Tuesday, May 25, 2021

Stock Thousands of Unique* Hexes Instantly** With Google Sheets



If you’re experienced with Excel or Google Sheets, this will be painfully obviously endearingly quaint and charming. If you don’t, you’re in luck, for I have delved into the hoary depths of the Google search function and consorted with the occulted knowledge of YouTube tutorial makers to gain the requisite understanding necessary to formulate this rather simple and straightforward method of stocking hexes. All so you don’t have to. 

Humble preamble: This method isn’t meant to replace the more considered planning and preparation that goes into creating a hexcrawl campaign. It’s just meant to make the whole endeavor a little easier. 

The method involves coming up with a list of items you want to stock your hexes with (settlements, lairs, all that good stuff) and then randomly assigning them to the hexes. It’s the same principle as rolling on a random table for each hex, but the benefit of using a cold soulless machine over the tactile analog pleasure of dice and paper is that you can play around with a much bigger list of items and the whole process goes a lot faster. Score one for the robot uprising. 

Step one: open a fresh Google Sheet. This might work on Excel but I don’t know; I can’t try it because the Office plan I didn’t know I had has expired and now I have this shitty little icon sitting on my computer that I keep forgetting to get rid of. Anyway, in Column A write out your list of hex numbers. If you separate hex rows and columns with a period, adjust the decimal place one to the left or else every hex column that ends with zero will be cut off. Frustrating, but we persist.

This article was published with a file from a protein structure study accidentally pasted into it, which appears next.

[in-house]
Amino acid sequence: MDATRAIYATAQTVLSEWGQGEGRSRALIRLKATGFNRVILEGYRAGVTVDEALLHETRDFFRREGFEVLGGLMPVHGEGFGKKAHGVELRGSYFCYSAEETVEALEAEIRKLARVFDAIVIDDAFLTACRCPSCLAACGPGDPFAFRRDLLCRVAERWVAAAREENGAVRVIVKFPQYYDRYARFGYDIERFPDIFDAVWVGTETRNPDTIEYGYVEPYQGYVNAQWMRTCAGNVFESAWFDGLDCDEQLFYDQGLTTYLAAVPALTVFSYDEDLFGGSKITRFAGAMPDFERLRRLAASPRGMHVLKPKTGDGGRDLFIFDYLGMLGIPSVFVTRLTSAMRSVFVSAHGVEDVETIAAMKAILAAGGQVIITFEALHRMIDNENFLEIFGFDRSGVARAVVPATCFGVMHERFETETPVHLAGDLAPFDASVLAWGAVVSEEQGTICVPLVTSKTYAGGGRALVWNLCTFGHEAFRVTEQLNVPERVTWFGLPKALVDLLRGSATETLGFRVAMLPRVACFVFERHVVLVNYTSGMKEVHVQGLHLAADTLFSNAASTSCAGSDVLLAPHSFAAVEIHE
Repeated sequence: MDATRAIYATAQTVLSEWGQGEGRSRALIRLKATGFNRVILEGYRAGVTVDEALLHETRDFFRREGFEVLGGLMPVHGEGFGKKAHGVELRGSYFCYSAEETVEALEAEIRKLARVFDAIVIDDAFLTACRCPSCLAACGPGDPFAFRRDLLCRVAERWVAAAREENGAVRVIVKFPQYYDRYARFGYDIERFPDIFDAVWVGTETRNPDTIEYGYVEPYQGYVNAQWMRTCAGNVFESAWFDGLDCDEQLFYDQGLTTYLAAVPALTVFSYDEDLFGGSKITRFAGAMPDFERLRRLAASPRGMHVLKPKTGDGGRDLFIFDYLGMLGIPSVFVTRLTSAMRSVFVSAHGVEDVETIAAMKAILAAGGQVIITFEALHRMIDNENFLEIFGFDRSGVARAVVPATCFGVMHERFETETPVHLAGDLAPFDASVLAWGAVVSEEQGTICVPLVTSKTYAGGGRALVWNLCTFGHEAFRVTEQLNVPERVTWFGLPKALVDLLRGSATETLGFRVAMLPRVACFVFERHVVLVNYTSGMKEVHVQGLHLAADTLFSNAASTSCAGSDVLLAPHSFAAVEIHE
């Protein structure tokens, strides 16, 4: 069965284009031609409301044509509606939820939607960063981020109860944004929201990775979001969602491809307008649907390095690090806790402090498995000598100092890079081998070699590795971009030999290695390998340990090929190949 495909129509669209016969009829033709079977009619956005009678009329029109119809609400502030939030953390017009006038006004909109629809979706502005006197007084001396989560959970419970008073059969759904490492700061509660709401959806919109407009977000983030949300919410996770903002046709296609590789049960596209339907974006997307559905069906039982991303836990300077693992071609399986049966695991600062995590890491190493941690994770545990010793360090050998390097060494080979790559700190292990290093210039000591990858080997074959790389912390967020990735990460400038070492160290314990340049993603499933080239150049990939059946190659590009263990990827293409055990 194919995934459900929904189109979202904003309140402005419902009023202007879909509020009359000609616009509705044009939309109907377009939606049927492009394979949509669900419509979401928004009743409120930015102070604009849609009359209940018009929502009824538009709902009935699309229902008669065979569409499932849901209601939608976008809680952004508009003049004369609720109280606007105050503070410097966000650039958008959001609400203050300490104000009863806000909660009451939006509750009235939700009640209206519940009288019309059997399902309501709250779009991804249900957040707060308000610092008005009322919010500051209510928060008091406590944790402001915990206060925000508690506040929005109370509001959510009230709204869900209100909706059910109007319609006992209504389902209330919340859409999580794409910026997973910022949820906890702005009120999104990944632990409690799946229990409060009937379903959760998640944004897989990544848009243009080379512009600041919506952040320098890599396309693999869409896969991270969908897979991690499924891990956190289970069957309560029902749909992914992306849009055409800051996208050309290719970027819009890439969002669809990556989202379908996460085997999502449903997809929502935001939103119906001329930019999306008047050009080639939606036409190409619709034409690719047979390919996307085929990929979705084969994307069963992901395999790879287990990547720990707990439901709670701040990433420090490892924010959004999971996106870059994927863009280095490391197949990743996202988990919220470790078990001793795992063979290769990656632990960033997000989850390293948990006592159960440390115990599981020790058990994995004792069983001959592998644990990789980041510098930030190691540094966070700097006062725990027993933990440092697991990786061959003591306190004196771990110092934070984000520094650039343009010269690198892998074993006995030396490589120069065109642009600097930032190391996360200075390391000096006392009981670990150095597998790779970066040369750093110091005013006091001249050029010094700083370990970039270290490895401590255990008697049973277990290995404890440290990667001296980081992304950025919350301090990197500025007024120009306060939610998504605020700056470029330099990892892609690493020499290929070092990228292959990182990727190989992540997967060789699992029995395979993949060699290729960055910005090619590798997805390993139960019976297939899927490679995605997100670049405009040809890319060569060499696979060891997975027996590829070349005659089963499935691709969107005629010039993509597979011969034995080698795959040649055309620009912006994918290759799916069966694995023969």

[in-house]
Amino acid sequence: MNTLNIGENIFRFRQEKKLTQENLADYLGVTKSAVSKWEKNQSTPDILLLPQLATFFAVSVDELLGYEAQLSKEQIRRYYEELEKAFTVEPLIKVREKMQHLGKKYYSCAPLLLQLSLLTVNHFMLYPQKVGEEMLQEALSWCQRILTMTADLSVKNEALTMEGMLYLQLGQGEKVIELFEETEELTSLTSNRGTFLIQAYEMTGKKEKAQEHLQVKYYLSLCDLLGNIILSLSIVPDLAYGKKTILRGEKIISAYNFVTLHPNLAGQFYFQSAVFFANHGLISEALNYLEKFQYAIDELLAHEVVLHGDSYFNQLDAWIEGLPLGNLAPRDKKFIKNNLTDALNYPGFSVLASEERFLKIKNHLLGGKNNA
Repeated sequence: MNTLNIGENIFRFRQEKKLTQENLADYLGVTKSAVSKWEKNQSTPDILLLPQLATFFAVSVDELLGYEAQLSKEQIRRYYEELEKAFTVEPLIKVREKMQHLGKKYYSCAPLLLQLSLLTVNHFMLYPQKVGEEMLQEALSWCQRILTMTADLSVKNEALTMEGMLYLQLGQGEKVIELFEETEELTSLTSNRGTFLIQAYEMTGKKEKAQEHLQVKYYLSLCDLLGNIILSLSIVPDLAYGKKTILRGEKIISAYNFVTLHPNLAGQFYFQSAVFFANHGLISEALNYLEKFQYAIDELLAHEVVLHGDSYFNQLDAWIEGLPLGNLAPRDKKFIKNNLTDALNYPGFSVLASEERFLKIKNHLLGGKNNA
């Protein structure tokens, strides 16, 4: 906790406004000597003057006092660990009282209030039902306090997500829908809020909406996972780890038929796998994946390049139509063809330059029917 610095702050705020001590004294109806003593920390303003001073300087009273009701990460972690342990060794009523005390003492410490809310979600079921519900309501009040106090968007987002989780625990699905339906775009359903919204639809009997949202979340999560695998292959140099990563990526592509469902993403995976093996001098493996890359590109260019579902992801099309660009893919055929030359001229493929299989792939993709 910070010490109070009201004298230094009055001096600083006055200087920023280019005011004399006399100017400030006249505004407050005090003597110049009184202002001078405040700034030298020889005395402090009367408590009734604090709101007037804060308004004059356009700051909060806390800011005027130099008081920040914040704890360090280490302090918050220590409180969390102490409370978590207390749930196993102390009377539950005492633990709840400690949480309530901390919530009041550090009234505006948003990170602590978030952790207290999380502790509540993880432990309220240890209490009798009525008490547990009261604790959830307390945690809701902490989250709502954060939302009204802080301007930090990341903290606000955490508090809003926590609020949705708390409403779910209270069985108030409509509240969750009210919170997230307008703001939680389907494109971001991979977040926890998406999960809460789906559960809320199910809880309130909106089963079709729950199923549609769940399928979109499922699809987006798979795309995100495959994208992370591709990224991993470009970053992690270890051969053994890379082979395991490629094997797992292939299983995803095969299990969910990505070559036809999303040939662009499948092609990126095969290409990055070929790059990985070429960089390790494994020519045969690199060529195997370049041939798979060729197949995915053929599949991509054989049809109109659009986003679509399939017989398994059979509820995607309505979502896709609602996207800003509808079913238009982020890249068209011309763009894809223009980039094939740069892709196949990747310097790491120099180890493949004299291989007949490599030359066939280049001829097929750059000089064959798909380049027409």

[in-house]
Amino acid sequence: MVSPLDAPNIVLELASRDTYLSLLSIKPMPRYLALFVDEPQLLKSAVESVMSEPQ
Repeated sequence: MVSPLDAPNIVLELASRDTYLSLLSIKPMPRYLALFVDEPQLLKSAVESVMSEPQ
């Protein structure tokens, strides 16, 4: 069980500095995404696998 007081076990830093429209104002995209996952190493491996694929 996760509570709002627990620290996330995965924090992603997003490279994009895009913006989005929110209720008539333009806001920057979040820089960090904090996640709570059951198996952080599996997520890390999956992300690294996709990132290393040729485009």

I forgot to move the decimal place over in my example images. C'est la vie.

Step two: In column E, make a big list of all the things you want on your hex map. Don't be too specific—this is the random table that the formula is going to be rolling on, so you should account for the possibility that each result could appear many times. That being said, I find it helpful to include multiple versions of the same thing to get one level of detail deeper. This also helps for weighting the table, which I will get into more later. 

So for instance, instead of just having "ruins" four times on the list, I included four different types of ruins: Lizardman, Giant, Cyclopean, and Weird (the useful catch-all for any type of ruin I want to include that isn’t covered by the other categories).

Do this with fortresses, settlements, castles, temples, towers, dungeons, monster lairs, and/or whatever else you want your players to come across over the course of their wondrous adventures. Add in the basic stuff, add in setting-specific stuff, maybe even add in things you don’t have a clear idea of yet and so you can come up with the details later. Consider including placeholder entries like "Special" so you can add in more elaborate and boutique stuff later, if that suits your fancy. 

All told, I ended up making 60 different hex items. In order for the below formula to work, you will need 60 items as well.



Step three: Click on the first cell in column B, and then paste this into the formula bar (next to the fx symbol):

=INDEX($E$1:$E$120,RANDBETWEEN(1,120))


Edit: try =INDEX($E$1:$E$120;RANDBETWEEN(1;120)) if the above formula doesn't work

 

(If you're not using 60 items, your numbers may need to change)


After that, select the cell, click on the little blue box in the bottom right corner, and drag it down to fill in the rest of the cells in column B.